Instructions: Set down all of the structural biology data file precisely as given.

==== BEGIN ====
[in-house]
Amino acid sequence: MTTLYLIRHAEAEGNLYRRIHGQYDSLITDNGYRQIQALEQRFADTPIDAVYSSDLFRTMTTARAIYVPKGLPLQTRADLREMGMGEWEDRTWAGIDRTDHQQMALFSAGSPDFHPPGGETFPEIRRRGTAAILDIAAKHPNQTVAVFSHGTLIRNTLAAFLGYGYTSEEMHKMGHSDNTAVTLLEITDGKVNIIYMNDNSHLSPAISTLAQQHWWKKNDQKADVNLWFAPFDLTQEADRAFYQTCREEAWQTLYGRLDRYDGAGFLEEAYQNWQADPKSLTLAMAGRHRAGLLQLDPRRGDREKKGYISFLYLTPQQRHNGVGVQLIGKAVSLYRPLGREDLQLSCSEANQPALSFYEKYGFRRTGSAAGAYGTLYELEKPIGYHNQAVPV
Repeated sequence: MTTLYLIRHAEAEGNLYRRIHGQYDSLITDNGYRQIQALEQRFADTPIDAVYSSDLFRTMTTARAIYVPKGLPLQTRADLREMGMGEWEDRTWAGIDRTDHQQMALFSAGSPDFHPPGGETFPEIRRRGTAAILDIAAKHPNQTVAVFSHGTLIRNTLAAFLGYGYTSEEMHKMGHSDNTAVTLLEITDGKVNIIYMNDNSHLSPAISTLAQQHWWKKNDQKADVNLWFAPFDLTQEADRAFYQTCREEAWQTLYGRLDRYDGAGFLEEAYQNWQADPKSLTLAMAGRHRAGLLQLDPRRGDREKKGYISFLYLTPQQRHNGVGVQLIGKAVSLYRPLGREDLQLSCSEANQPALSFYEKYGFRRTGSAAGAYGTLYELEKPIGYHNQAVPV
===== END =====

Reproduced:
[in-house]
Amino acid sequence: MTTLYLIRHAEAEGNLYRRIHGQYDSLITDNGYRQIQALEQRFADTPIDAVYSSDLFRTMTTARAIYVPKGLPLQTRADLREMGMGEWEDRTWAGIDRTDHQQMALFSAGSPDFHPPGGETFPEIRRRGTAAILDIAAKHPNQTVAVFSHGTLIRNTLAAFLGYGYTSEEMHKMGHSDNTAVTLLEITDGKVNIIYMNDNSHLSPAISTLAQQHWWKKNDQKADVNLWFAPFDLTQEADRAFYQTCREEAWQTLYGRLDRYDGAGFLEEAYQNWQADPKSLTLAMAGRHRAGLLQLDPRRGDREKKGYISFLYLTPQQRHNGVGVQLIGKAVSLYRPLGREDLQLSCSEANQPALSFYEKYGFRRTGSAAGAYGTLYELEKPIGYHNQAVPV
Repeated sequence: MTTLYLIRHAEAEGNLYRRIHGQYDSLITDNGYRQIQALEQRFADTPIDAVYSSDLFRTMTTARAIYVPKGLPLQTRADLREMGMGEWEDRTWAGIDRTDHQQMALFSAGSPDFHPPGGETFPEIRRRGTAAILDIAAKHPNQTVAVFSHGTLIRNTLAAFLGYGYTSEEMHKMGHSDNTAVTLLEITDGKVNIIYMNDNSHLSPAISTLAQQHWWKKNDQKADVNLWFAPFDLTQEADRAFYQTCREEAWQTLYGRLDRYDGAGFLEEAYQNWQADPKSLTLAMAGRHRAGLLQLDPRRGDREKKGYISFLYLTPQQRHNGVGVQLIGKAVSLYRPLGREDLQLSCSEANQPALSFYEKYGFRRTGSAAGAYGTLYELEKPIGYHNQAVPV